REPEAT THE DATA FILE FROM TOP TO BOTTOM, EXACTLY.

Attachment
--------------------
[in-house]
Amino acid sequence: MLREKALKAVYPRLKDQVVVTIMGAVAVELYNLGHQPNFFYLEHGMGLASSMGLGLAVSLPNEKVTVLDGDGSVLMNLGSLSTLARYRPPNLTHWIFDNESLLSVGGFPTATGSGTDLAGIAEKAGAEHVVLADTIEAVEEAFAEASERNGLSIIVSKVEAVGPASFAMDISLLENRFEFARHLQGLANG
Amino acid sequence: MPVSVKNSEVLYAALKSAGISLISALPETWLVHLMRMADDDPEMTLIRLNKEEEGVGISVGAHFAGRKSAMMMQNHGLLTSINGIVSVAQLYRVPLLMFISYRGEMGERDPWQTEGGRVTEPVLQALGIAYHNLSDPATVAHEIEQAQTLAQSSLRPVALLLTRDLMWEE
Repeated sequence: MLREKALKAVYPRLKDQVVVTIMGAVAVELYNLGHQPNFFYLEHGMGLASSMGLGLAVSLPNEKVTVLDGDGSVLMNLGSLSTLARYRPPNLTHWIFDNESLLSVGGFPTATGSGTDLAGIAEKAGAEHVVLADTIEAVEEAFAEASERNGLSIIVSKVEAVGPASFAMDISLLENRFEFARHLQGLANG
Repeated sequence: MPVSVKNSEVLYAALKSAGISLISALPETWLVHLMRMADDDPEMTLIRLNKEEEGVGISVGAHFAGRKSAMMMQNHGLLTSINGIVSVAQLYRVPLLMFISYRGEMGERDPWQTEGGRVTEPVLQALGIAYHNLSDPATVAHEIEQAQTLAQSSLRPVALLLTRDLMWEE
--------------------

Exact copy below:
[in-house]
Amino acid sequence: MLREKALKAVYPRLKDQVVVTIMGAVAVELYNLGHQPNFFYLEHGMGLASSMGLGLAVSLPNEKVTVLDGDGSVLMNLGSLSTLARYRPPNLTHWIFDNESLLSVGGFPTATGSGTDLAGIAEKAGAEHVVLADTIEAVEEAFAEASERNGLSIIVSKVEAVGPASFAMDISLLENRFEFARHLQGLANG
Amino acid sequence: MPVSVKNSEVLYAALKSAGISLISALPETWLVHLMRMADDDPEMTLIRLNKEEEGVGISVGAHFAGRKSAMMMQNHGLLTSINGIVSVAQLYRVPLLMFISYRGEMGERDPWQTEGGRVTEPVLQALGIAYHNLSDPATVAHEIEQAQTLAQSSLRPVALLLTRDLMWEE
Repeated sequence: MLREKALKAVYPRLKDQVVVTIMGAVAVELYNLGHQPNFFYLEHGMGLASSMGLGLAVSLPNEKVTVLDGDGSVLMNLGSLSTLARYRPPNLTHWIFDNESLLSVGGFPTATGSGTDLAGIAEKAGAEHVVLADTIEAVEEAFAEASERNGLSIIVSKVEAVGPASFAMDISLLENRFEFARHLQGLANG
Repeated sequence: MPVSVKNSEVLYAALKSAGISLISALPETWLVHLMRMADDDPEMTLIRLNKEEEGVGISVGAHFAGRKSAMMMQNHGLLTSINGIVSVAQLYRVPLLMFISYRGEMGERDPWQTEGGRVTEPVLQALGIAYHNLSDPATVAHEIEQAQTLAQSSLRPVALLLTRDLMWEE